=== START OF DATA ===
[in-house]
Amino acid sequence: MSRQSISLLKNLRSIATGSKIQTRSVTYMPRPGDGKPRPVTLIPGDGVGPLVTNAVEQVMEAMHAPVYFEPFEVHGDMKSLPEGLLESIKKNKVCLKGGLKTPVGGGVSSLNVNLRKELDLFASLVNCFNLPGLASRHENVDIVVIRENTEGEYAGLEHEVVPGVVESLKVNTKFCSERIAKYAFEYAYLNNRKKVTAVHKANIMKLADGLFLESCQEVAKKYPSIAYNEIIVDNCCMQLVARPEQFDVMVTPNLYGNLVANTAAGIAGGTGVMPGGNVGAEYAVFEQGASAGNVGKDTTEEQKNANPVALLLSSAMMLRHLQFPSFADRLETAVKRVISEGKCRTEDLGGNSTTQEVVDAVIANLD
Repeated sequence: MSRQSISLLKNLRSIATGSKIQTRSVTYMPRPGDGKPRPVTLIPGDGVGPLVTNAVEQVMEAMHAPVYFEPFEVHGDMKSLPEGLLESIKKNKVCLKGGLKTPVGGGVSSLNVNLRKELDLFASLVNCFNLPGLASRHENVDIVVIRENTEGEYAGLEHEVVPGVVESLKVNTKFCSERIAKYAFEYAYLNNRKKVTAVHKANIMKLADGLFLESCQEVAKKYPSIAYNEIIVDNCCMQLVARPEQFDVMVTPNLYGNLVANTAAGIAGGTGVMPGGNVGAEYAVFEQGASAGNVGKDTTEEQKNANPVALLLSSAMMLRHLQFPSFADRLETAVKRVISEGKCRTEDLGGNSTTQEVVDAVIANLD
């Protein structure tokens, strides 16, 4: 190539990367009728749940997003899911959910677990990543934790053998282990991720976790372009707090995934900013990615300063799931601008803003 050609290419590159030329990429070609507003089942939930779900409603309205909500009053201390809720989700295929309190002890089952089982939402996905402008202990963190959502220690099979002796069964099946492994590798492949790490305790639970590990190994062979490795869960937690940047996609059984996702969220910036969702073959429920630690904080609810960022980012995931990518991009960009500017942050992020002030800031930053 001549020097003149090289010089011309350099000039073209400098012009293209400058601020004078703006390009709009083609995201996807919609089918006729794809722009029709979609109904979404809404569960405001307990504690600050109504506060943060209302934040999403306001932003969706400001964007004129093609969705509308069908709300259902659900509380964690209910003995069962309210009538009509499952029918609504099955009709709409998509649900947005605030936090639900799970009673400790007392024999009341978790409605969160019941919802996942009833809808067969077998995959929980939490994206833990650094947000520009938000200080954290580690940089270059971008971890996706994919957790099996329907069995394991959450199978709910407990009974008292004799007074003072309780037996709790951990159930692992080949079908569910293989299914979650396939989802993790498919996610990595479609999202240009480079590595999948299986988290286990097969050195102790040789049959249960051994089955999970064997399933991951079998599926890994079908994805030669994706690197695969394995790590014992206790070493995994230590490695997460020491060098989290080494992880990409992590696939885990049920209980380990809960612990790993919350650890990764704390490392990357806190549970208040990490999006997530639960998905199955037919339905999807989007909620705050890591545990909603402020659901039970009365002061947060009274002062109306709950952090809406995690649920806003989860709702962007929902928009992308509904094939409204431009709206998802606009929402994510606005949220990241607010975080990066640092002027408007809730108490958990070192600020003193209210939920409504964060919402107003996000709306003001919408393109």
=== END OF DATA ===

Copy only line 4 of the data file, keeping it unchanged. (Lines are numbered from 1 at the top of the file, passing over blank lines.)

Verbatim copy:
């Protein structure tokens, strides 16, 4: 190539990367009728749940997003899911959910677990990543934790053998282990991720976790372009707090995934900013990615300063799931601008803003 050609290419590159030329990429070609507003089942939930779900409603309205909500009053201390809720989700295929309190002890089952089982939402996905402008202990963190959502220690099979002796069964099946492994590798492949790490305790639970590990190994062979490795869960937690940047996609059984996702969220910036969702073959429920630690904080609810960022980012995931990518991009960009500017942050992020002030800031930053 001549020097003149090289010089011309350099000039073209400098012009293209400058601020004078703006390009709009083609995201996807919609089918006729794809722009029709979609109904979404809404569960405001307990504690600050109504506060943060209302934040999403306001932003969706400001964007004129093609969705509308069908709300259902659900509380964690209910003995069962309210009538009509499952029918609504099955009709709409998509649900947005605030936090639900799970009673400790007392024999009341978790409605969160019941919802996942009833809808067969077998995959929980939490994206833990650094947000520009938000200080954290580690940089270059971008971890996706994919957790099996329907069995394991959450199978709910407990009974008292004799007074003072309780037996709790951990159930692992080949079908569910293989299914979650396939989802993790498919996610990595479609999202240009480079590595999948299986988290286990097969050195102790040789049959249960051994089955999970064997399933991951079998599926890994079908994805030669994706690197695969394995790590014992206790070493995994230590490695997460020491060098989290080494992880990409992590696939885990049920209980380990809960612990790993919350650890990764704390490392990357806190549970208040990490999006997530639960998905199955037919339905999807989007909620705050890591545990909603402020659901039970009365002061947060009274002062109306709950952090809406995690649920806003989860709702962007929902928009992308509904094939409204431009709206998802606009929402994510606005949220990241607010975080990066640092002027408007809730108490958990070192600020003193209210939920409504964060919402107003996000709306003001919408393109």